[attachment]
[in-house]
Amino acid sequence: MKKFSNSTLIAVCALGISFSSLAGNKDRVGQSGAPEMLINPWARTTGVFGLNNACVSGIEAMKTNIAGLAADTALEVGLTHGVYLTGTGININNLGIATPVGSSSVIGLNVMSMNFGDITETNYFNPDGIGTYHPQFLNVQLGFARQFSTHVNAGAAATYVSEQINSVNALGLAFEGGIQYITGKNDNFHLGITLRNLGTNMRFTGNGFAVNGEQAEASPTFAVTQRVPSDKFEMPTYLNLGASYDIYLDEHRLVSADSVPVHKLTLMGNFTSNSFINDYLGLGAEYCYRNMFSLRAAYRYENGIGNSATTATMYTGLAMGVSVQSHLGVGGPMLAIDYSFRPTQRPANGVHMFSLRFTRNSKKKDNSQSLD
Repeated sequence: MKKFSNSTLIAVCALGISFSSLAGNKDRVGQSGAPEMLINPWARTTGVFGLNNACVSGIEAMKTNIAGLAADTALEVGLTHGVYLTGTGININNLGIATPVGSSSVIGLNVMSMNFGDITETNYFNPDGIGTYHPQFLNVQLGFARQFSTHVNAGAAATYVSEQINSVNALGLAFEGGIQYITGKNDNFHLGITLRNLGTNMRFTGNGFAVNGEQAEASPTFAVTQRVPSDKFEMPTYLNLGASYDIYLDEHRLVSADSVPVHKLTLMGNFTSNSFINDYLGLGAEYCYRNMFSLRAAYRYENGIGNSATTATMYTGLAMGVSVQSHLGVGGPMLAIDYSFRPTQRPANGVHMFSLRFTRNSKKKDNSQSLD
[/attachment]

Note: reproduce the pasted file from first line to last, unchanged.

[in-house]
Amino acid sequence: MKKFSNSTLIAVCALGISFSSLAGNKDRVGQSGAPEMLINPWARTTGVFGLNNACVSGIEAMKTNIAGLAADTALEVGLTHGVYLTGTGININNLGIATPVGSSSVIGLNVMSMNFGDITETNYFNPDGIGTYHPQFLNVQLGFARQFSTHVNAGAAATYVSEQINSVNALGLAFEGGIQYITGKNDNFHLGITLRNLGTNMRFTGNGFAVNGEQAEASPTFAVTQRVPSDKFEMPTYLNLGASYDIYLDEHRLVSADSVPVHKLTLMGNFTSNSFINDYLGLGAEYCYRNMFSLRAAYRYENGIGNSATTATMYTGLAMGVSVQSHLGVGGPMLAIDYSFRPTQRPANGVHMFSLRFTRNSKKKDNSQSLD
Repeated sequence: MKKFSNSTLIAVCALGISFSSLAGNKDRVGQSGAPEMLINPWARTTGVFGLNNACVSGIEAMKTNIAGLAADTALEVGLTHGVYLTGTGININNLGIATPVGSSSVIGLNVMSMNFGDITETNYFNPDGIGTYHPQFLNVQLGFARQFSTHVNAGAAATYVSEQINSVNALGLAFEGGIQYITGKNDNFHLGITLRNLGTNMRFTGNGFAVNGEQAEASPTFAVTQRVPSDKFEMPTYLNLGASYDIYLDEHRLVSADSVPVHKLTLMGNFTSNSFINDYLGLGAEYCYRNMFSLRAAYRYENGIGNSATTATMYTGLAMGVSVQSHLGVGGPMLAIDYSFRPTQRPANGVHMFSLRFTRNSKKKDNSQSLD